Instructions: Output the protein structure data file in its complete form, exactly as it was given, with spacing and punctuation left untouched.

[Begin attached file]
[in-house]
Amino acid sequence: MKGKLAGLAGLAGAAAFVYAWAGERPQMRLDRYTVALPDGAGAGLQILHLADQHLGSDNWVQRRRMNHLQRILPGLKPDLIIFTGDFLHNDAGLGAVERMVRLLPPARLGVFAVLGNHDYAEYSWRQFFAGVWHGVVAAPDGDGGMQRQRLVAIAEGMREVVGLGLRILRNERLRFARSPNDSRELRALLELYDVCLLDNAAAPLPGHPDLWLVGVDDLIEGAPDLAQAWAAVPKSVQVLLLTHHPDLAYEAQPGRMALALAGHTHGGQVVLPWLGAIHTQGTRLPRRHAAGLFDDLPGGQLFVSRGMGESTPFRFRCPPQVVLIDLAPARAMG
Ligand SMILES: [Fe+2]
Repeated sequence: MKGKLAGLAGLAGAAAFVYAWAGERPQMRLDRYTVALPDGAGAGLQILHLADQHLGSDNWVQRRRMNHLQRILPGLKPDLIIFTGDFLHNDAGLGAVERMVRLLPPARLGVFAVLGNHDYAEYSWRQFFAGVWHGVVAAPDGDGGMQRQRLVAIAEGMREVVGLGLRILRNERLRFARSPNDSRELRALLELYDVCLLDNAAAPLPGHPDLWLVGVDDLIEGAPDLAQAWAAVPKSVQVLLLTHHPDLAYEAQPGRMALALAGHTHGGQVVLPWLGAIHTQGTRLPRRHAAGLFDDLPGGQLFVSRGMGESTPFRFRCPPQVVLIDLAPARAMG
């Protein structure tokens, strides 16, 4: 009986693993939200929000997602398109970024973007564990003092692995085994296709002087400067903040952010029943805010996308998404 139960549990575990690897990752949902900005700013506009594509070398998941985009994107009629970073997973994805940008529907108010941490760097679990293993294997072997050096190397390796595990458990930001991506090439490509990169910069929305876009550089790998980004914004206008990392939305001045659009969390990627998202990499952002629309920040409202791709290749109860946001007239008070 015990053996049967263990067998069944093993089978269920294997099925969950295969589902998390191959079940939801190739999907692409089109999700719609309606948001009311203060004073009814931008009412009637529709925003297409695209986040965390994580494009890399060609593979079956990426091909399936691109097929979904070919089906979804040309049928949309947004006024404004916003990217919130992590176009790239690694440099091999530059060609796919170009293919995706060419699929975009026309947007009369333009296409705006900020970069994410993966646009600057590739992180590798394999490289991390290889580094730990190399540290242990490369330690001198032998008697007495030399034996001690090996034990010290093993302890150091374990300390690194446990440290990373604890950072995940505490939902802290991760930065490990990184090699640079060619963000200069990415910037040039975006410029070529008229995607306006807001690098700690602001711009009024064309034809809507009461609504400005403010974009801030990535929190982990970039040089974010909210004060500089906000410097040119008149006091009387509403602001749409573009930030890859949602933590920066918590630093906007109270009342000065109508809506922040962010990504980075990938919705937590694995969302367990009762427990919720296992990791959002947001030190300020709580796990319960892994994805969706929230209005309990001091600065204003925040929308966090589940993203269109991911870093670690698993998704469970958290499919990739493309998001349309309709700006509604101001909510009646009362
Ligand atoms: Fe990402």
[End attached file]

[in-house]
Amino acid sequence: MKGKLAGLAGLAGAAAFVYAWAGERPQMRLDRYTVALPDGAGAGLQILHLADQHLGSDNWVQRRRMNHLQRILPGLKPDLIIFTGDFLHNDAGLGAVERMVRLLPPARLGVFAVLGNHDYAEYSWRQFFAGVWHGVVAAPDGDGGMQRQRLVAIAEGMREVVGLGLRILRNERLRFARSPNDSRELRALLELYDVCLLDNAAAPLPGHPDLWLVGVDDLIEGAPDLAQAWAAVPKSVQVLLLTHHPDLAYEAQPGRMALALAGHTHGGQVVLPWLGAIHTQGTRLPRRHAAGLFDDLPGGQLFVSRGMGESTPFRFRCPPQVVLIDLAPARAMG
Ligand SMILES: [Fe+2]
Repeated sequence: MKGKLAGLAGLAGAAAFVYAWAGERPQMRLDRYTVALPDGAGAGLQILHLADQHLGSDNWVQRRRMNHLQRILPGLKPDLIIFTGDFLHNDAGLGAVERMVRLLPPARLGVFAVLGNHDYAEYSWRQFFAGVWHGVVAAPDGDGGMQRQRLVAIAEGMREVVGLGLRILRNERLRFARSPNDSRELRALLELYDVCLLDNAAAPLPGHPDLWLVGVDDLIEGAPDLAQAWAAVPKSVQVLLLTHHPDLAYEAQPGRMALALAGHTHGGQVVLPWLGAIHTQGTRLPRRHAAGLFDDLPGGQLFVSRGMGESTPFRFRCPPQVVLIDLAPARAMG
């Protein structure tokens, strides 16, 4: 009986693993939200929000997602398109970024973007564990003092692995085994296709002087400067903040952010029943805010996308998404 139960549990575990690897990752949902900005700013506009594509070398998941985009994107009629970073997973994805940008529907108010941490760097679990293993294997072997050096190397390796595990458990930001991506090439490509990169910069929305876009550089790998980004914004206008990392939305001045659009969390990627998202990499952002629309920040409202791709290749109860946001007239008070 015990053996049967263990067998069944093993089978269920294997099925969950295969589902998390191959079940939801190739999907692409089109999700719609309606948001009311203060004073009814931008009412009637529709925003297409695209986040965390994580494009890399060609593979079956990426091909399936691109097929979904070919089906979804040309049928949309947004006024404004916003990217919130992590176009790239690694440099091999530059060609796919170009293919995706060419699929975009026309947007009369333009296409705006900020970069994410993966646009600057590739992180590798394999490289991390290889580094730990190399540290242990490369330690001198032998008697007495030399034996001690090996034990010290093993302890150091374990300390690194446990440290990373604890950072995940505490939902802290991760930065490990990184090699640079060619963000200069990415910037040039975006410029070529008229995607306006807001690098700690602001711009009024064309034809809507009461609504400005403010974009801030990535929190982990970039040089974010909210004060500089906000410097040119008149006091009387509403602001749409573009930030890859949602933590920066918590630093906007109270009342000065109508809506922040962010990504980075990938919705937590694995969302367990009762427990919720296992990791959002947001030190300020709580796990319960892994994805969706929230209005309990001091600065204003925040929308966090589940993203269109991911870093670690698993998704469970958290499919990739493309998001349309309709700006509604101001909510009646009362
Ligand atoms: Fe990402």